This is a review of my dining experience at Rapscallion Rogue Eatery.
I had cycled past this place for weeks on my way home-finally peering in, in the former "Street Meat BBQ" digs, I saw the words "foie gras" reflected, like strange mirror-writing, on the window & chalkboard menu. Excitement all around.
Given the restaurant's "Sunday dinners only," reservations proved a bit hard to come by. Owners and reservationists were welcoming, cheery, not snobby or "holier than thou." This can be a problem in other tiny, chef-driven places. But not here.
Our party of four were cheerily greeted by Erin, Rapscallion's co-owner/server. She sat down at our booth to explain the lovingly-crafted menu, and to offer helpful suggestions of wine pairings. There are few pretensions about this place. The finest points about this restaurants, besides some of the issues with food and a new menu detailed in this review, is the fact that Rapscallion tries new things, bravely, generously. It's a new way of doing Hamilton restaurants.
Menu items shared by our party included the following:
Rapscallion Trio- a double portion of well-seasoned beef tartare, and a portion of chicken liver brulee. If you've ever wanted to eat chicken liver mousse with the candied brulee top of a custard dessert, here is your chance. Heavenly, though not too rich/heavy on the butter.
Rapscallion charcuterie plate- ambitious of a restaurant this size, in Hamilton, to do charcuterie. But I guess this restaurant has guts, literally. From a chef's perspective I can totally see the appeal of venturing into this type of cuisine. The trick is, I think we'll need a bit more time in Hamilton to help something like this stick-maybe even written descriptions of what the house selections include, would ease people like my less-adventurous dining companions into trying the meats. And the garnishes-more garnishes, please.
Deboned chicken wings with glass noodle stuffing and mango-mint salad-now maybe it's just me, but I am totally grossed out by the little claw piece that is not removed from chicken wings. The stuffing was ambitious, but a tad too oily owing to the way that rice noodles suck up oil and stick together. Mango-mint salad could use more chilli, and the use of ripe sweet mango, and not green mango, was a bit unusual and not entirely successful. Wings could use a spicy-sweet dip, perhaps, to up the flavour contrast.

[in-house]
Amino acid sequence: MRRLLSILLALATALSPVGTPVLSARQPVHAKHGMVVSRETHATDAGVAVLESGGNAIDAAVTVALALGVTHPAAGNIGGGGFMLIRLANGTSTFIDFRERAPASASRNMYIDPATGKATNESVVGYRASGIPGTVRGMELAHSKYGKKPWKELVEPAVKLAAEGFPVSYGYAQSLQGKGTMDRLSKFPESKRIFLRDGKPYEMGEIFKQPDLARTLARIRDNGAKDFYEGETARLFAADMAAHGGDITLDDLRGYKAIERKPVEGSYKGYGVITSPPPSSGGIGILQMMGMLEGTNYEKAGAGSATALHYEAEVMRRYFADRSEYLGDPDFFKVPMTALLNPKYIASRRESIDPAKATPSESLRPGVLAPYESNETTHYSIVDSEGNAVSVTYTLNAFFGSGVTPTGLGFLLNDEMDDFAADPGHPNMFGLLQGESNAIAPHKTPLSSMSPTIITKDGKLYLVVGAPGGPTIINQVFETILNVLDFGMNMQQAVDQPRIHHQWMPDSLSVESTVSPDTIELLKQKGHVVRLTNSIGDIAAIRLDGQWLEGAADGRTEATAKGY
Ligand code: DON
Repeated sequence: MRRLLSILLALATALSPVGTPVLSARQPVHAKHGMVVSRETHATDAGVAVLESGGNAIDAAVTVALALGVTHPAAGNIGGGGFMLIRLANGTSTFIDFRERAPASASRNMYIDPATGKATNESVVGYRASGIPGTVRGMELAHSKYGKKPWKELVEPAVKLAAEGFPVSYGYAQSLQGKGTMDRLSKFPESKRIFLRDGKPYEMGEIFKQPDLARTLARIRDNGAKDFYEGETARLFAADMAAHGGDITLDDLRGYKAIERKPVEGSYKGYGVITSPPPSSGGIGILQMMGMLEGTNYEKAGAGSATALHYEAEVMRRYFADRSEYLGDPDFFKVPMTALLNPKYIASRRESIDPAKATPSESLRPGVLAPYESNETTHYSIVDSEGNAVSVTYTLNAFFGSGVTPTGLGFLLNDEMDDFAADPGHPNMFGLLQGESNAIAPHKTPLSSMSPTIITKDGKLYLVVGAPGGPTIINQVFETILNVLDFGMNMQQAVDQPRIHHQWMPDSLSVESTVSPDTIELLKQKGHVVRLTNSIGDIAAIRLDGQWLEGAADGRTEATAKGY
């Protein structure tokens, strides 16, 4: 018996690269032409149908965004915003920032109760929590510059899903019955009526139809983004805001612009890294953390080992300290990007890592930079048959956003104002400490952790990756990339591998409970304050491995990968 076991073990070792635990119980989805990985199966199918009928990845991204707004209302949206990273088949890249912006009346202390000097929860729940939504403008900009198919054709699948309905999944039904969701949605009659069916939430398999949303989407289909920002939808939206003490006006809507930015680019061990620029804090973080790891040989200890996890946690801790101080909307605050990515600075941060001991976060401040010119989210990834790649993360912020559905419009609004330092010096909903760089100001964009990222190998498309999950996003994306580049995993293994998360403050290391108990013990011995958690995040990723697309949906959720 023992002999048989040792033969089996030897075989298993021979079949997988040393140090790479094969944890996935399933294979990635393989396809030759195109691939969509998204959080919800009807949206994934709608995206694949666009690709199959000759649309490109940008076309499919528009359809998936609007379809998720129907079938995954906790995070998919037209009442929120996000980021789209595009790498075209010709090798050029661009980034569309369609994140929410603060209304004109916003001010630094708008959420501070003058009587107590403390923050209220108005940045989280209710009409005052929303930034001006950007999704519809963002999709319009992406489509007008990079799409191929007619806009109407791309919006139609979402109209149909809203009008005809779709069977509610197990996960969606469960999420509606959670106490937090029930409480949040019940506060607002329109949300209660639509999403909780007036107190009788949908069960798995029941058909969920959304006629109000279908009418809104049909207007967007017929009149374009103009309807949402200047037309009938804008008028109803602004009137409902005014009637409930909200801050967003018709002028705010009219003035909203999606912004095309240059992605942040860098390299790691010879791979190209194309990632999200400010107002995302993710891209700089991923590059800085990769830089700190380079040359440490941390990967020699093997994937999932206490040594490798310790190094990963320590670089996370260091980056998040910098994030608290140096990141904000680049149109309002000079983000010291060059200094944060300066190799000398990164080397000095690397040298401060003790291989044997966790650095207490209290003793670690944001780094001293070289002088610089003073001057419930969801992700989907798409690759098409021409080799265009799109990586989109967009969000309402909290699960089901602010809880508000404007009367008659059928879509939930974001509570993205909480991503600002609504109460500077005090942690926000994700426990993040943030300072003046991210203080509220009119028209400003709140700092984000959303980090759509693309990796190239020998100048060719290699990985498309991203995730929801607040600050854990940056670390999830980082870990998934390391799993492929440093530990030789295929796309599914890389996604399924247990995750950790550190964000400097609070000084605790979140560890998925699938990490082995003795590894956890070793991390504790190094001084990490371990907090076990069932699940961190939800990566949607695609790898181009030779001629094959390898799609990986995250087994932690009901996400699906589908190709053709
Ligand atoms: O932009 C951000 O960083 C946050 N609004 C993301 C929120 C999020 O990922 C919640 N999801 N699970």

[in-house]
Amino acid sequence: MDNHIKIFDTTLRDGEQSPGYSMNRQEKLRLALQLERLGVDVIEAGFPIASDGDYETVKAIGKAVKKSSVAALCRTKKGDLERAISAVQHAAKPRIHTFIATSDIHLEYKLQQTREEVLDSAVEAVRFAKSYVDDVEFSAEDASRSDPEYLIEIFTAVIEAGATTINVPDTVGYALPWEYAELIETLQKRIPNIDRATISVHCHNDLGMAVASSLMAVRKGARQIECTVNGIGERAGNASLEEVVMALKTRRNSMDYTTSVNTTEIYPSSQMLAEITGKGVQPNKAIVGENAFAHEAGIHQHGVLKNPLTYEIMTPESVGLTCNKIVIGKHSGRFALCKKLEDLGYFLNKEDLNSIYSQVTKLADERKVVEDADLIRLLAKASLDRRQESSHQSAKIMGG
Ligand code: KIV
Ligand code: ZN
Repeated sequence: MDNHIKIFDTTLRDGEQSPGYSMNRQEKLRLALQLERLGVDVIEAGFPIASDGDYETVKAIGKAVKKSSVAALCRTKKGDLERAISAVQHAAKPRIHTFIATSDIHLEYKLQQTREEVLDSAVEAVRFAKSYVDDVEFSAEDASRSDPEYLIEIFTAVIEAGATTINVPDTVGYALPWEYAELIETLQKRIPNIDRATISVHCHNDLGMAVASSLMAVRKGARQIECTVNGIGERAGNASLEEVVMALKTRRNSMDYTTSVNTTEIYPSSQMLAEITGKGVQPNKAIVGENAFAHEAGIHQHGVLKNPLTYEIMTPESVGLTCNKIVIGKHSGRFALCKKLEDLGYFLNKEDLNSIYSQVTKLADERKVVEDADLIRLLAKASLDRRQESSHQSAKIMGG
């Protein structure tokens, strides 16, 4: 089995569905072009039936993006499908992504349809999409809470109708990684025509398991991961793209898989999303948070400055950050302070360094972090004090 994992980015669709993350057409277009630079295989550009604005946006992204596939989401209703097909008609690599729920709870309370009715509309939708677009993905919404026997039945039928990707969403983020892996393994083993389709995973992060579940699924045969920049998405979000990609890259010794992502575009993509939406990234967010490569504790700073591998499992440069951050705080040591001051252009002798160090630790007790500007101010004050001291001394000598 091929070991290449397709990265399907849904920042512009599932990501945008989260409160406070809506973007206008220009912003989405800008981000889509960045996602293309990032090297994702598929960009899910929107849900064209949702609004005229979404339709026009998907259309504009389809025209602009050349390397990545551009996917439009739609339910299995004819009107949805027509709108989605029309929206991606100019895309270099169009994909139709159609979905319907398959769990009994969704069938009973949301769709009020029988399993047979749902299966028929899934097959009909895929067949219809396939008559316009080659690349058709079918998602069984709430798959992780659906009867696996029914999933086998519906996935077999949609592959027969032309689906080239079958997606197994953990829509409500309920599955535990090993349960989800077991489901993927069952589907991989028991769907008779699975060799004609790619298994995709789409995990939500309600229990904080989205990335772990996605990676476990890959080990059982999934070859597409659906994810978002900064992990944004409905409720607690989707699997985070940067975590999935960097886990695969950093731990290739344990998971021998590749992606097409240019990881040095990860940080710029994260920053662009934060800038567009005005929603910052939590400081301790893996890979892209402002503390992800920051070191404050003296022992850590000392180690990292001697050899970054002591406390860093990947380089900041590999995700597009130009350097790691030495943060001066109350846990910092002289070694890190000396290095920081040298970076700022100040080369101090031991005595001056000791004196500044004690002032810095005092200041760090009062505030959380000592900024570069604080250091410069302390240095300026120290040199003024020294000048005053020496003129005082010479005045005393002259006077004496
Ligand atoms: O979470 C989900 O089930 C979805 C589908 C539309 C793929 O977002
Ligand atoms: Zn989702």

Pork belly tacos-a lovely riff on pork belly. The meat was skillfully cooked, soft, yet with a crisp exterior. Fatty-crispy goodness. Taco shells could be kept more moist-as it were the edges were dry, not sure if it was an attempt at "crisp." Radish slaw and lime wedge garnish was just perfect.
Tongue in Cheek-braised beef cheek and beef tongue slices. This place has a thing about meat-in case you missed that. The beef cheek was lovely, supple and full of beefy flavour. The tongue could have benefitted from a gentler preparation-perhaps a longer braising with spices or sous-vide-to bring out the flavour. Tongue needs de-veining, also. Don't serve veiny tongue, that is weird. The dish, overall, could use a bit more brightness/acid/earthy balance-perhaps more peppercorns, or something.
Salad made me sad. For $5, the plate consisted mostly of romaine heart/red leaf, but the salad was tossed whilst wet, and the resulting balsamic dressing was a bit of a wet mess. It was a large portion, good enough for two to share, which would be a plus. Maybe the availability of local greens will spruce this item up a bit come summer. But hey, there was more room for dessert/meat dishes/dessert masquerading as meat dishes.
Bacon Bread Pudding and Pie Duo-
Bacon Bread Pudding was an old-fashioned, southern pudding, somewhat stodgy, with a proper southern white gravy, likely laced with bacon drippings. I would order this for breakfast, perhaps, but as a dessert-so, so heavy. I've had bacon desserts at restaurants like WD-50, and Alinea-both of which were more subtle on the bacon. This is BACON and BREAD front and centre. I definitely preferred the more conservative Pie Duo-a sugar pie and a chocolate pie. Both pies were lovely, with a flaky, toothsome crust, and thick, sweet filling. Lovely.
Finished the evening with lovely conversation at a neighbouring table.
Reviewing my thoughts and dining experience, what I think I need to do is soak up the fact that this isn't just a "better than driving to Toronto" alternative. This is a place with roots down the street-providing Hamiltonians with the culinary ambition and hospitality that true restauranteurs like Matt and Erin offer so generously. The feeling of eating here, far beyond the cumulative effects of individual dishes, is excitement. Excitement for the present accomplishments, and the ones to come.
Dinner for 4 with a bottle of wine was about $160, with tax and tip. That said, I could easily stop by and eat one or two small dishes, for under $20. I look forward to the changing menu and continued evolution of Rapscallion. Curious diners should, nay, must try Rapscallion to experience it.
Thank you, Rapscallion, for being rogue, and one-of-a kind. We look forward to many more meals with you!
Note: On the Sundays-only dinner-the current business model was to start up a nice place where restaurant industry folks could grab a nice bite to eat. Plans to expand to Friday-lunch and dinner, and Saturday-Sunday dinner service are in the works.
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